|Title:||Transgenic Overexpression of Anti-Double-Stranded DNA Autoantibody and Activation of Toll-Like Receptor 4 in Mice Induce Severe Systemic Lupus Erythematosus Syndromes||Authors:||LEE, TAI-PING
|Keywords:||Systemic lupus erythematosus (SLE);Anti double stranded DNA autoantibody (Anti dsDNA);Single chain variable fragment (scFv);Toll like receptor 4 (TLR4);Lipopolysaccharides (LPS)||Issue Date:||2010||Source:||Journal of Autoimmunity||Start page/Pages:||358-367||Abstract:||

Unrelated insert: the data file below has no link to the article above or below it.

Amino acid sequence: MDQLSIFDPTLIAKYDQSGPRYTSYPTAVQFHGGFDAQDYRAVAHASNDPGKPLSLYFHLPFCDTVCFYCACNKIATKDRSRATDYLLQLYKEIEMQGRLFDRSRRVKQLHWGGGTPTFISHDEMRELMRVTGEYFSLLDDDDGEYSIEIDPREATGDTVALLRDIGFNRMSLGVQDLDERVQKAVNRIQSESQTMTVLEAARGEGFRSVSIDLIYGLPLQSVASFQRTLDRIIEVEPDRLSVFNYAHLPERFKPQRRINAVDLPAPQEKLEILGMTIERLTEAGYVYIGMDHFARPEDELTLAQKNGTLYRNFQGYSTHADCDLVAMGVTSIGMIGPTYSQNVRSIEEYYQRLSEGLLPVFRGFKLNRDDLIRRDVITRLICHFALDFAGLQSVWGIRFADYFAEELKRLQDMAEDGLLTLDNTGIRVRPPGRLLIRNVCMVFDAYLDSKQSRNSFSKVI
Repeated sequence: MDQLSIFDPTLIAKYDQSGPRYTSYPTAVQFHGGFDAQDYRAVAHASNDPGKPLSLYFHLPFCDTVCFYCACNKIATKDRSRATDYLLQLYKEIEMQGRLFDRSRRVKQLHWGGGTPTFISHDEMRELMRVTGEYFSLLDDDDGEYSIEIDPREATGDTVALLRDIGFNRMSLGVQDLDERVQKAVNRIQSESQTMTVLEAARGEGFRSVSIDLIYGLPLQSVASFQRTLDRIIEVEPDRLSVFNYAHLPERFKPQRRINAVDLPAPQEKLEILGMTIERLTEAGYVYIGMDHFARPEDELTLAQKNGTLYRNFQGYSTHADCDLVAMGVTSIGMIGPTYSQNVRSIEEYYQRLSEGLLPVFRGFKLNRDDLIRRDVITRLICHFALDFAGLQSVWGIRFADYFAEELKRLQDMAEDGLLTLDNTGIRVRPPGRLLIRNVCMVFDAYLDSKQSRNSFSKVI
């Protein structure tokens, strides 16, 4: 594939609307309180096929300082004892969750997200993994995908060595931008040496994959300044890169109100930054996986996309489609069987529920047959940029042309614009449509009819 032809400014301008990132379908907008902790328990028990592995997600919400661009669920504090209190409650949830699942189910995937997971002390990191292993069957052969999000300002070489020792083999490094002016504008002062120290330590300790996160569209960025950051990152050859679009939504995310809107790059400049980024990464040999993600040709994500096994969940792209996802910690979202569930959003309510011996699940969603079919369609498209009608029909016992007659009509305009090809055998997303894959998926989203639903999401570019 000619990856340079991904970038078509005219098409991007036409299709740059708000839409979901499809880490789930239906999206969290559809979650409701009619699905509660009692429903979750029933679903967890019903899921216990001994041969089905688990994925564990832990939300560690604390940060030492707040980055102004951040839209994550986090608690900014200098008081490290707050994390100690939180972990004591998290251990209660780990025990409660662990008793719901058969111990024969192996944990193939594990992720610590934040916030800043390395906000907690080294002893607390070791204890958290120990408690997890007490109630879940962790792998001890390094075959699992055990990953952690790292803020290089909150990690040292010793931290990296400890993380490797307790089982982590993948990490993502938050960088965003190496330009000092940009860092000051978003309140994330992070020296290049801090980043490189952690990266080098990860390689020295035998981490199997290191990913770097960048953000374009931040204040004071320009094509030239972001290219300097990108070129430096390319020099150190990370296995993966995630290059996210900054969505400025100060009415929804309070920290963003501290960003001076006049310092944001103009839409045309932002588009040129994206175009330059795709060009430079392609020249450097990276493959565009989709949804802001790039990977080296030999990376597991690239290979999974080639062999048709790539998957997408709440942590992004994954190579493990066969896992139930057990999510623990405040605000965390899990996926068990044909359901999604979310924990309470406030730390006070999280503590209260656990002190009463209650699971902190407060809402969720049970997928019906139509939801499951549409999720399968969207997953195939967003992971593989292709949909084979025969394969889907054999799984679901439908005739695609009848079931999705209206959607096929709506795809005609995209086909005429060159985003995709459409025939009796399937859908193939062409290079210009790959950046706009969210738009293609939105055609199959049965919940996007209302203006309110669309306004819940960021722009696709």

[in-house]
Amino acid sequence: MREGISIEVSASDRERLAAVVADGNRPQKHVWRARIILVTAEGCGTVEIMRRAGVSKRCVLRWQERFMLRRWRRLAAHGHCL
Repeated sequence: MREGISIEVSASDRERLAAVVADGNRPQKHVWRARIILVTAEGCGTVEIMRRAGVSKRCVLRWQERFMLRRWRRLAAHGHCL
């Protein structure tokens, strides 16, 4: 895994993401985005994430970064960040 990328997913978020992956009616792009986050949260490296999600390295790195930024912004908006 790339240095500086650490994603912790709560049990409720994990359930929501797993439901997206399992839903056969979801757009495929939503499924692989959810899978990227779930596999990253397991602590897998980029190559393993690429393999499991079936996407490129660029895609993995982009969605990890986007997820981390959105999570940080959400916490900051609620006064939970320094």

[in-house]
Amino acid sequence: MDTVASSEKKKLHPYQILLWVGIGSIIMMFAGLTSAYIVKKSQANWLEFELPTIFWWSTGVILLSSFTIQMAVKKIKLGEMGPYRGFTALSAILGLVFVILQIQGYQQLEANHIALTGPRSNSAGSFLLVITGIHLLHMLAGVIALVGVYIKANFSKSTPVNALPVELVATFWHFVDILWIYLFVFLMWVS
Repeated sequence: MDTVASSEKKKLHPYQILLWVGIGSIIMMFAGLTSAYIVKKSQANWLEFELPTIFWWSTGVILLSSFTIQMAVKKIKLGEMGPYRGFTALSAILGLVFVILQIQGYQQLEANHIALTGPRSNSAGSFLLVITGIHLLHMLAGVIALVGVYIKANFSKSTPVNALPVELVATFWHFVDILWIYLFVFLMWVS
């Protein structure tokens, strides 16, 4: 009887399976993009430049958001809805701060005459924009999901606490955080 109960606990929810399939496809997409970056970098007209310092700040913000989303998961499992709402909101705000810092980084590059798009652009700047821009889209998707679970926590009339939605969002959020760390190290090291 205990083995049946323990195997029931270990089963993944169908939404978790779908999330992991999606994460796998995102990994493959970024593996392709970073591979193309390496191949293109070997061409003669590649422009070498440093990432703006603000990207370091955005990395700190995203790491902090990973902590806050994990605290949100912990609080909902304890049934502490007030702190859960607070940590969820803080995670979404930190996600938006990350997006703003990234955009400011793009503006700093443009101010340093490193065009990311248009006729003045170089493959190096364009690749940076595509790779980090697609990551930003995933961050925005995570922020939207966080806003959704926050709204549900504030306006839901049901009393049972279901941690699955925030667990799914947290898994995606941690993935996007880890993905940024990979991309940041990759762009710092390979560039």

Systemic lupus erythematosus (SLE) is a multi-organ autoimmune disease characteristized by the presence of autoantibodies against double-stranded DNA (anti-dsDNA) in sera at high levels Bacterial infections in SLE are associated with higher morbidity and mortality Our goal was to observe the interaction between these 2 factors in the pathogenesis of lupus We generated transgenic mice with monoclonal anti-dsDNA to investigate the development of lupus By challenging the mice in vitro and in vivo with Toll -like receptor 4 (TLR4) ligand lipopolysaccharides (LPS) we were able to examine the role of bacterial infection in SLE In our study the transgenic mice with a secreted form of anti-dsDNA were found to have higher levels of anti-nuclear antibodies anti-dsDNA blood urea nitrogen and proteinuria The splenocytes of the mice stimulated with LPS secreted more anti-dsDNA IFN-gamma and IL-10 After injecting them with LPS in vivo we further found higher immune complex depositions and IL-10 in the kidneys of the transgenic mice Moreover the LPS-injected transgenic mice had higher mortality rate This is the first transgenic model to demonstrate that only 2 risk factors pathogenic anti-dsDNA and TLR4 activation induce severe SLE syndromes in normal mice through the overproduction of IL-10 and IFN-gamma These findings imply that anti-dsDNA and bacterial infections have pivotal roles in the pathogenesis of SLE the inhibition of TLR4 may be regarded as a therapeutic target
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